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Search tags: set-in-1940s
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review 2019-07-24 02:44
Inside Box 1663
Inside Box 1663 - Eleanor Jette

This was another read that was inspired by my recent read of Box 1663 by Alex Sorel. There were so many details in Sorel's book that made it feel real to life, and I was curious how close it would come to someone who actually lived in Los Alamos during the Project years. 

 

This book is a treasure for those seeking more info on the Manhattan Project. It's a little on the dry side, but it's packed full of day-to-day details that really helped me to understand what these people had to endure, on top of the stress of their very secret mission. There were constant housing shortages, power outages, a serious lack of adequate laundry facilities (eight machines for the whole town!), constant demands to conserve water; the commissary wasn't adequately supplied, there was constant threat of fires to the overheated apartments and in the Tech Area where the final components of the bomb were being tested and assembled; there were rattlesnakes on the trails, bears in the mountains, and hair snakes coming out of the drains and clogging the shower heads!

 

What really drove home the isolation they felt while living in Los Alamos was the constant use of "Outer World" to describe everywhere outside the base. Their mail was censored, both going out and coming in, they were followed around town by G2 when they left base, and their news came from whatever they could get their hands on.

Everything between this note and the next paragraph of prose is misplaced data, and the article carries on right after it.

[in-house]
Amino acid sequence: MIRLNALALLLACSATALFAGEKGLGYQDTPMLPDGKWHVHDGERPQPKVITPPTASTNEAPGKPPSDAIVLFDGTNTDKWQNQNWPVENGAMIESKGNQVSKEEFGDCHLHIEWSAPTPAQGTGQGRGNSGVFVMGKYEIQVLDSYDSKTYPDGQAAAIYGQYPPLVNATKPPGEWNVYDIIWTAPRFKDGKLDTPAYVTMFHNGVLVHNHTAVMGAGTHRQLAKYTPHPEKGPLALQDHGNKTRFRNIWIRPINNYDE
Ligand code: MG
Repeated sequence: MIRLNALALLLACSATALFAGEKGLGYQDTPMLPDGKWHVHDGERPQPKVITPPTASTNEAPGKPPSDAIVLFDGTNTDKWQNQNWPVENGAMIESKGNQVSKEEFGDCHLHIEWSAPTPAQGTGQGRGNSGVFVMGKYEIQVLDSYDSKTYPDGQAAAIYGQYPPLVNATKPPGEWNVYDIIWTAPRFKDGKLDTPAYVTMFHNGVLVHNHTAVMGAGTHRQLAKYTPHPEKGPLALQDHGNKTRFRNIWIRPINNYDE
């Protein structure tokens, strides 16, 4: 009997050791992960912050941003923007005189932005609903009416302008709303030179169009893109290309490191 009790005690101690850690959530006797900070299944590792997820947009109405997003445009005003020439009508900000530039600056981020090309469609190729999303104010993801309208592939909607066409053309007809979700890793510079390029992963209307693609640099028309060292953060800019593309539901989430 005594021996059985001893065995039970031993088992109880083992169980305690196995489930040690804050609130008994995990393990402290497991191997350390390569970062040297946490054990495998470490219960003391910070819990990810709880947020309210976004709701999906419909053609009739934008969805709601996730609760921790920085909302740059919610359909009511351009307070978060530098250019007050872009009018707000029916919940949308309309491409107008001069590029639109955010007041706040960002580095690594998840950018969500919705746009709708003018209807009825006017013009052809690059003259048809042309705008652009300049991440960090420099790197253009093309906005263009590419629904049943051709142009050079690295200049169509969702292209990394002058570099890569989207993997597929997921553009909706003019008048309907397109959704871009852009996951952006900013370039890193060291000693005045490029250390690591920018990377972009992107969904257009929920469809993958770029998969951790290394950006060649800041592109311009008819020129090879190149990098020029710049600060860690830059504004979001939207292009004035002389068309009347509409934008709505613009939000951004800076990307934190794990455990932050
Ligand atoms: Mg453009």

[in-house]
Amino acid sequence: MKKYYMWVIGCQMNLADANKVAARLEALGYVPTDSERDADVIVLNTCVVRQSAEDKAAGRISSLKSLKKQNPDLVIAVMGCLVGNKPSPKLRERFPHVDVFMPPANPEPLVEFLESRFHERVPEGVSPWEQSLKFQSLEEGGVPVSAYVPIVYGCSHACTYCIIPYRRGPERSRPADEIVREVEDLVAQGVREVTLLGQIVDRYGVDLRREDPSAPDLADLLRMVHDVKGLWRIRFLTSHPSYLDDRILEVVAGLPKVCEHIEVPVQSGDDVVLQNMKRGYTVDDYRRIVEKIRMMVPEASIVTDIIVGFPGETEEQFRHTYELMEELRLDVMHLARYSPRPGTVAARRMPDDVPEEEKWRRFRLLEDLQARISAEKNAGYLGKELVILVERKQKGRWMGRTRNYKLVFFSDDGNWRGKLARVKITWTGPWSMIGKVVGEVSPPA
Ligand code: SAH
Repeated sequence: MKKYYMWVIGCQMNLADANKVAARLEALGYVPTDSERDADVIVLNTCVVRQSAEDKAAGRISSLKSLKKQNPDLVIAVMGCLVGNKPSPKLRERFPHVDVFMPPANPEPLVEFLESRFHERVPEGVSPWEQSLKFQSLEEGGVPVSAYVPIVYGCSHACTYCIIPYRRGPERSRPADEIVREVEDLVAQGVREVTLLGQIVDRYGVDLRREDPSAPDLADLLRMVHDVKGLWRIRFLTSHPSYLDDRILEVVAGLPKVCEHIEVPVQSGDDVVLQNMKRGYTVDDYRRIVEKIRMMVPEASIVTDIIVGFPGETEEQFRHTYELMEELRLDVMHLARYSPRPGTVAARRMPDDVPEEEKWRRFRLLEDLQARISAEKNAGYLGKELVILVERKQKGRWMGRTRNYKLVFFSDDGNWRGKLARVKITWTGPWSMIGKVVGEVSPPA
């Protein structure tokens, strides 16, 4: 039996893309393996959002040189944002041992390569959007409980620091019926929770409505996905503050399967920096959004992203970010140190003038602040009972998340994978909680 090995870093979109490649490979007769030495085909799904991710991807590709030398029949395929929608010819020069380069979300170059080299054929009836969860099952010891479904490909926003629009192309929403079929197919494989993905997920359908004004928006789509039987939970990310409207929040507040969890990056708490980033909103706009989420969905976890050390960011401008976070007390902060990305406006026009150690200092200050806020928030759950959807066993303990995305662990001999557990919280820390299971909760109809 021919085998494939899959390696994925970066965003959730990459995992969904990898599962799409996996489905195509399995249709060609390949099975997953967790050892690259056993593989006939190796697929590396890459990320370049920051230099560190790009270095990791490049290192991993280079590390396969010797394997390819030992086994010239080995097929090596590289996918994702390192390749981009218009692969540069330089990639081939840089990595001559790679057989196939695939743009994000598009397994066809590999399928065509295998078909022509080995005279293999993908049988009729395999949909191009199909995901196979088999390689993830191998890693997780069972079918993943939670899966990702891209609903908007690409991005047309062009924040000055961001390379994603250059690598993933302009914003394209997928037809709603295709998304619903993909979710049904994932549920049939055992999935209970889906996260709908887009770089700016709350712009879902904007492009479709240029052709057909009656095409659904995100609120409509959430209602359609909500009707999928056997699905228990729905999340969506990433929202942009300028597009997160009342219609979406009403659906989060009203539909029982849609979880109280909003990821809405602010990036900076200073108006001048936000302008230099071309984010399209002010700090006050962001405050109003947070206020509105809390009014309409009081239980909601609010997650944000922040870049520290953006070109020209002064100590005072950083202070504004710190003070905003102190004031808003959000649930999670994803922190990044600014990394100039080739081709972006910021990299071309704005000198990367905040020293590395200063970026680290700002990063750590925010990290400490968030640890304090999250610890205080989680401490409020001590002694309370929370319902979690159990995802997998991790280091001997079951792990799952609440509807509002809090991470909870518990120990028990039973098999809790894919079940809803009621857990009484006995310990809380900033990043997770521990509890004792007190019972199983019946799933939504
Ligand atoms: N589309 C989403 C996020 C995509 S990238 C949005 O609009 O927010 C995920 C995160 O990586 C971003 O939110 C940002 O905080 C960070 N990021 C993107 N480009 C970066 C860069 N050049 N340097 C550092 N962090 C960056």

I don't know if I could have endured those conditions - especially those people unfortunate enough to live in the trailers and share one latrine with eighty other trailers. No thank you! Yet these people did endure, found ways to make life manageable and enjoyable. I have mixed feelings about what these men and women accomplished there, but there's no doubt that they overcame insurmountable obstacles (courtesy mainly of poor government planning; what else is new?) to achieve it.

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review 2019-07-22 05:06
Los Alamos: 1944-1947
Los Alamos: 1944-1947 (NM) (Images of America) - Toni Michnovicz Gibson

This photographic history of the Manhattan Project at Los Alamos was compiled by the son and daughter of John Michnovicz, who was a photographer for Project Y. He was part of the group of photographers that captured the daily life of the men and women who worked and lived in Los Alamos and nearly all the photos in this book were taken by him. 

 

I was inspired to read this after reading Box 1663 by Alex Sorel and this was such a fun supplement to that book. The photos were well organized and highlighted the area in and around Los Alamos, the people who worked there and how they managed to live through those stressful years with good humor despite constant housing shortages and the pressure to create the atomic bomb before our enemies could. 

 

I enjoyed the various tidbits, for exampled, the SED boys who still looked like scientists even in uniform and who were so bad at soldiering that they couldn't keep formation and would wave at friends. Morale was vastly important during the Project years, and there were various entertainments, from sports games, to hiking, to dances, to radio programs, to pranks and fake "awards". I'm not convinced though that the Tech Area punch (made from fruit punch and ethanol) was in any way good, but desperate times, I guess. LOL.